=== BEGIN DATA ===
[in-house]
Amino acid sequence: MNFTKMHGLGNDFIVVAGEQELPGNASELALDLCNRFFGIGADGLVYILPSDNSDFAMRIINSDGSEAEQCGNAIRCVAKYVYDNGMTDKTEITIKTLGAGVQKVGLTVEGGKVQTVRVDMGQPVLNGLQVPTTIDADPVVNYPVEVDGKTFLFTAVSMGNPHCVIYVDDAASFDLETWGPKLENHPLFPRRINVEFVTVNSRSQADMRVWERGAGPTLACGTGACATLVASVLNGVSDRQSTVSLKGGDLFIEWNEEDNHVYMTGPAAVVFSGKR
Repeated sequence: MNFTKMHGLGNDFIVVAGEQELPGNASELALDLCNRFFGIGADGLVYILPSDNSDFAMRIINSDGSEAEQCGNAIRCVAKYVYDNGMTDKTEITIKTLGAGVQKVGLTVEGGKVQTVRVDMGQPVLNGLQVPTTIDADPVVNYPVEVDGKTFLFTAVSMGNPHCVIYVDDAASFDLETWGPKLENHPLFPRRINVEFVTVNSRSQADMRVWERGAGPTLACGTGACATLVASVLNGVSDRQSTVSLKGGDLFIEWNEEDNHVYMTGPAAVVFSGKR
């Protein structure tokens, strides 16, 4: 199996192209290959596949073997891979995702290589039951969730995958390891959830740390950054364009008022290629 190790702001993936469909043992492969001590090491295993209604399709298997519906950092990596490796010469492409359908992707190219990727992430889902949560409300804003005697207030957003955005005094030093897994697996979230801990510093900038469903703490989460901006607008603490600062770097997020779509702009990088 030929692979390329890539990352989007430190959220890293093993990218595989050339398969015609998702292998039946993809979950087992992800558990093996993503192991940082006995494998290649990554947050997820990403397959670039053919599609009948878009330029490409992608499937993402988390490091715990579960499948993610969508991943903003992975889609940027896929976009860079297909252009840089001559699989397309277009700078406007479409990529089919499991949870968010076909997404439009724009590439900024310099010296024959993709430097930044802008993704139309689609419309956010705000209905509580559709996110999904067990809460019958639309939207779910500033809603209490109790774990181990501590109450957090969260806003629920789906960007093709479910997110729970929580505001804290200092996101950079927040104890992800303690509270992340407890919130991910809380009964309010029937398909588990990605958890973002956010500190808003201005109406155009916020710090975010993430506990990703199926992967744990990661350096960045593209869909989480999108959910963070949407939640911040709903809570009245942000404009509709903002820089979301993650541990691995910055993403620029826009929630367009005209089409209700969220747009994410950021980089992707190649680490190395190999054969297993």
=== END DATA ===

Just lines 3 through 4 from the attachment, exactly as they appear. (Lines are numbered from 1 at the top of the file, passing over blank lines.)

Repeated sequence: MNFTKMHGLGNDFIVVAGEQELPGNASELALDLCNRFFGIGADGLVYILPSDNSDFAMRIINSDGSEAEQCGNAIRCVAKYVYDNGMTDKTEITIKTLGAGVQKVGLTVEGGKVQTVRVDMGQPVLNGLQVPTTIDADPVVNYPVEVDGKTFLFTAVSMGNPHCVIYVDDAASFDLETWGPKLENHPLFPRRINVEFVTVNSRSQADMRVWERGAGPTLACGTGACATLVASVLNGVSDRQSTVSLKGGDLFIEWNEEDNHVYMTGPAAVVFSGKR
């Protein structure tokens, strides 16, 4: 199996192209290959596949073997891979995702290589039951969730995958390891959830740390950054364009008022290629 190790702001993936469909043992492969001590090491295993209604399709298997519906950092990596490796010469492409359908992707190219990727992430889902949560409300804003005697207030957003955005005094030093897994697996979230801990510093900038469903703490989460901006607008603490600062770097997020779509702009990088 030929692979390329890539990352989007430190959220890293093993990218595989050339398969015609998702292998039946993809979950087992992800558990093996993503192991940082006995494998290649990554947050997820990403397959670039053919599609009948878009330029490409992608499937993402988390490091715990579960499948993610969508991943903003992975889609940027896929976009860079297909252009840089001559699989397309277009700078406007479409990529089919499991949870968010076909997404439009724009590439900024310099010296024959993709430097930044802008993704139309689609419309956010705000209905509580559709996110999904067990809460019958639309939207779910500033809603209490109790774990181990501590109450957090969260806003629920789906960007093709479910997110729970929580505001804290200092996101950079927040104890992800303690509270992340407890919130991910809380009964309010029937398909588990990605958890973002956010500190808003201005109406155009916020710090975010993430506990990703199926992967744990990661350096960045593209869909989480999108959910963070949407939640911040709903809570009245942000404009509709903002820089979301993650541990691995910055993403620029826009929630367009005209089409209700969220747009994410950021980089992707190649680490190395190999054969297993």